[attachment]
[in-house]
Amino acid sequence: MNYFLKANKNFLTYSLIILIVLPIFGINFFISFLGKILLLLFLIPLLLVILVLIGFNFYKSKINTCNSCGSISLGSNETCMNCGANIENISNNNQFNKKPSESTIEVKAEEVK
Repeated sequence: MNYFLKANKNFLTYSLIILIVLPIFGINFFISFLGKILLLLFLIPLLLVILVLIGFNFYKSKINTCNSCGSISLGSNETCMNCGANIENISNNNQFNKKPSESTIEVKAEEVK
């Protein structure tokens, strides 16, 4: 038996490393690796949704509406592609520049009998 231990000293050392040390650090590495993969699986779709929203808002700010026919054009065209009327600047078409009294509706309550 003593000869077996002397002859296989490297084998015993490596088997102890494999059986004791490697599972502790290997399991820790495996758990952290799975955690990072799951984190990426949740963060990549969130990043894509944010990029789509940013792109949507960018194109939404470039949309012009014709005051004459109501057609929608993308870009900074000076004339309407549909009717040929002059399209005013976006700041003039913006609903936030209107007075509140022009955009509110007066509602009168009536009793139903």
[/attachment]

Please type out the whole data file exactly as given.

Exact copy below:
[in-house]
Amino acid sequence: MNYFLKANKNFLTYSLIILIVLPIFGINFFISFLGKILLLLFLIPLLLVILVLIGFNFYKSKINTCNSCGSISLGSNETCMNCGANIENISNNNQFNKKPSESTIEVKAEEVK
Repeated sequence: MNYFLKANKNFLTYSLIILIVLPIFGINFFISFLGKILLLLFLIPLLLVILVLIGFNFYKSKINTCNSCGSISLGSNETCMNCGANIENISNNNQFNKKPSESTIEVKAEEVK
């Protein structure tokens, strides 16, 4: 038996490393690796949704509406592609520049009998 231990000293050392040390650090590495993969699986779709929203808002700010026919054009065209009327600047078409009294509706309550 003593000869077996002397002859296989490297084998015993490596088997102890494999059986004791490697599972502790290997399991820790495996758990952290799975955690990072799951984190990426949740963060990549969130990043894509944010990029789509940013792109949507960018194109939404470039949309012009014709005051004459109501057609929608993308870009900074000076004339309407549909009717040929002059399209005013976006700041003039913006609903936030209107007075509140022009955009509110007066509602009168009536009793139903």